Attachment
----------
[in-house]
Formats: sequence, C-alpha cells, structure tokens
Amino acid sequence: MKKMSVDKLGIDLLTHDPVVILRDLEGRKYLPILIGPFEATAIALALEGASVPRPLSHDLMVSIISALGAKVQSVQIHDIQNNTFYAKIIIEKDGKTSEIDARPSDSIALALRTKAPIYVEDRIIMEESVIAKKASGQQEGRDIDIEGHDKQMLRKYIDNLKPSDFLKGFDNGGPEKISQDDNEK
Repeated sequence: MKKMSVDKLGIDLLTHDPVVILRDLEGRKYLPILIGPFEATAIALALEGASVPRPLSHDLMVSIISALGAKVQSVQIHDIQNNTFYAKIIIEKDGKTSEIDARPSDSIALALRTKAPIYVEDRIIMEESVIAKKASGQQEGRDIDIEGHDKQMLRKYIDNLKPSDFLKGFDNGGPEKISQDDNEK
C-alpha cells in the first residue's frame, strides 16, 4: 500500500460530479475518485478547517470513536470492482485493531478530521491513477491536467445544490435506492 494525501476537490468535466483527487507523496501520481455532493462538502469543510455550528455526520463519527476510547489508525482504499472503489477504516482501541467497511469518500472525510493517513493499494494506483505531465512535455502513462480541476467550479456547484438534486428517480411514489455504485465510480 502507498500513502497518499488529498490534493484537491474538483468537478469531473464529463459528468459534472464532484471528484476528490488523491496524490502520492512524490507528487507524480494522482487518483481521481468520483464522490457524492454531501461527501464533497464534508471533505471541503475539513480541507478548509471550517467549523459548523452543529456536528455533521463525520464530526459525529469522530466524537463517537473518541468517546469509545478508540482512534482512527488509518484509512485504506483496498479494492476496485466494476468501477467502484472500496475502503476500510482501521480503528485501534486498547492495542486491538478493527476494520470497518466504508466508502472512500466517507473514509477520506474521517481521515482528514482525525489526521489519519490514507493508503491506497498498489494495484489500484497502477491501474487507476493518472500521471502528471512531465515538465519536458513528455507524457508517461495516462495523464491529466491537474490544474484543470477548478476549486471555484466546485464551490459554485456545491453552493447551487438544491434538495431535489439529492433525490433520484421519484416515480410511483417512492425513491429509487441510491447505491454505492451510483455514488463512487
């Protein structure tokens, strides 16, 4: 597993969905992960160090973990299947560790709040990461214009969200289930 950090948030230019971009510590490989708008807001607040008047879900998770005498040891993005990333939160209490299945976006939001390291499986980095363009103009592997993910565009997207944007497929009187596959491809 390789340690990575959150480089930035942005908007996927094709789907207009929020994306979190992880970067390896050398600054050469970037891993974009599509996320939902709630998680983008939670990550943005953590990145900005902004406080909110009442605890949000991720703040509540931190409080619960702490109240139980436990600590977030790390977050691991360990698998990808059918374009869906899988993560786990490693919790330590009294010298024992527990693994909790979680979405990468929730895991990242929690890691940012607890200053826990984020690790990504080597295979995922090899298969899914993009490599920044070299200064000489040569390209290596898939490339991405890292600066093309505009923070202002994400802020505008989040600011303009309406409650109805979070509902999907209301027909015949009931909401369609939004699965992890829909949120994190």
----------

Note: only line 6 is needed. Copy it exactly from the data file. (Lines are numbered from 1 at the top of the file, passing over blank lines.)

């Protein structure tokens, strides 16, 4: 597993969905992960160090973990299947560790709040990461214009969200289930 950090948030230019971009510590490989708008807001607040008047879900998770005498040891993005990333939160209490299945976006939001390291499986980095363009103009592997993910565009997207944007497929009187596959491809 390789340690990575959150480089930035942005908007996927094709789907207009929020994306979190992880970067390896050398600054050469970037891993974009599509996320939902709630998680983008939670990550943005953590990145900005902004406080909110009442605890949000991720703040509540931190409080619960702490109240139980436990600590977030790390977050691991360990698998990808059918374009869906899988993560786990490693919790330590009294010298024992527990693994909790979680979405990468929730895991990242929690890691940012607890200053826990984020690790990504080597295979995922090899298969899914993009490599920044070299200064000489040569390209290596898939490339991405890292600066093309505009923070202002994400802020505008989040600011303009309406409650109805979070509902999907209301027909015949009931909401369609939004699965992890829909949120994190």